Rebellion on "Sarah Silverman" set

LOS ANGELES (Hollywood Reporter) - The economic downturn is jeopardizing “The Sarah Silverman Program,” one of Comedy Central’s signature series.

Actress Sarah Silverman, nominated for her performance in the series "Monk", poses at the Academy of Television Arts & Sciences Primetime Emmy Awards Nominees for Outstanding Performance reception in Los Angeles, California September 19, 2008. REUTERS/Fred Prouser

The show’s executive producers -- Silverman, Dan Sterling and Rob Schrab -- have threatened to quit after the cable network told them the budget for their series would be slashed by more than 20%.

More than two months after “Sarah Silverman” ended its second season, the show has yet to be renewed for Season 3. (In 2007, the second-season pickup came 11 days after the series’ premiere.)

At the center of the holdup is the proposed budget for Season 3. Citing cuts imposed on the network by parent company MTV Networks, Comedy Central had proposed that the trio bring back the Writers Guild of America Award-nominated show at about $850,000 an episode, sources said, down from the $1.1 million an episode for the show’s second season.

In broadcast, single-camera comedies are produced for about $1.5 million-$2 million an episode, and the budget for any series normally climbs from year to year.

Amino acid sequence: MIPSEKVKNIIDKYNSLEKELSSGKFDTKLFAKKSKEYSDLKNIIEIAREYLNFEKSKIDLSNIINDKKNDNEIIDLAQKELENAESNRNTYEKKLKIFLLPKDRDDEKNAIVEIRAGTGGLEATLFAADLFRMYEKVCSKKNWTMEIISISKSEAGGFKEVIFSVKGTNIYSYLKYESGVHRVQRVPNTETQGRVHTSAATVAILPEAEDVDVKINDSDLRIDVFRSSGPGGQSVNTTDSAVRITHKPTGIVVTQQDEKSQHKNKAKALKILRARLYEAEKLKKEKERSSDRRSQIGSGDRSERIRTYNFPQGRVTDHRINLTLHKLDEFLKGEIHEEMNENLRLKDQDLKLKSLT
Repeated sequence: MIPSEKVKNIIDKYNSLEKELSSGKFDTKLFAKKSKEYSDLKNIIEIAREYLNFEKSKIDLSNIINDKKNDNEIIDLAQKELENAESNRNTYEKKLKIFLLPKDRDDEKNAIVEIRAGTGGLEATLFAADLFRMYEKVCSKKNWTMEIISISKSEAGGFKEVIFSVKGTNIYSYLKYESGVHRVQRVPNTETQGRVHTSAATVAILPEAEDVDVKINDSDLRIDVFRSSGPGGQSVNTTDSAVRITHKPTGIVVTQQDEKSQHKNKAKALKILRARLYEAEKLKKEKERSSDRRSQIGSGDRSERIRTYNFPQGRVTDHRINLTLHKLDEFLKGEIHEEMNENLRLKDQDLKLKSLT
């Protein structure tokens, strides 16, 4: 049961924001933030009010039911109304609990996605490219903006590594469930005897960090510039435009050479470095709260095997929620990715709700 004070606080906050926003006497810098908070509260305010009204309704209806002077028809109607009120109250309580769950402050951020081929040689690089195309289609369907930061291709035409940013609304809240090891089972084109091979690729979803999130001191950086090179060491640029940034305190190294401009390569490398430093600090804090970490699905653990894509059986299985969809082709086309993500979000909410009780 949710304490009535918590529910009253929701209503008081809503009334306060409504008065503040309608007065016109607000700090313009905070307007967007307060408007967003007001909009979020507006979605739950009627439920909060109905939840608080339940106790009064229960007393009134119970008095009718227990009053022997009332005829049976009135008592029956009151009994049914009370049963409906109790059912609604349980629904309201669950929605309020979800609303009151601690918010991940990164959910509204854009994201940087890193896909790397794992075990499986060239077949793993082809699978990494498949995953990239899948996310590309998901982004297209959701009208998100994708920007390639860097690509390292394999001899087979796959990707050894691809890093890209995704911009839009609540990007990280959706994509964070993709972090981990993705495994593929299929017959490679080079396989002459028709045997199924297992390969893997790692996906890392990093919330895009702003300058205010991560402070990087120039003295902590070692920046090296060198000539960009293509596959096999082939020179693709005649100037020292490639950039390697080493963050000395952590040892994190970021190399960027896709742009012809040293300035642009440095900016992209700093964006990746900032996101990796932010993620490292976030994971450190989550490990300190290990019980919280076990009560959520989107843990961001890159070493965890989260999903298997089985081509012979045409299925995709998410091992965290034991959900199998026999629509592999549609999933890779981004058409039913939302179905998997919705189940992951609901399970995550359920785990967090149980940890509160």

“Sarah Silverman” is a single-camera comedy that also features animated sequences and musical numbers.

The contracting ad market is hitting networks hard. MTV Networks’ parent Viacom in December laid off 7% of its work force, though Comedy Central largely was spared because it had been through the ringer following the 2003 acquisition of Time Warner’s 50% ownership in the network and had little left to cut.

Amid the economic woes, ABC Studios and 20th TV asked all of their showrunners to cut 2% of their series budgets.

Concerned they won’t be able to maintain the integrity of the show at the discounted price, Silverman, on behalf of the three executive producers, informed the network late last week that they can’t proceed with a third season. The move reportedly sent shock waves through Comedy Central’s executive offices, with top brass jumping into action to find a budget compromise that would keep the flagship live-action series on the air.

As of Friday night, the situation remained at a standstill. Both sides continued their back-and-forth during the weekend.

A resolution is expected as early as Monday, and people familiar with the situation were optimistic that the two sides would agree on financial terms to bring back the show.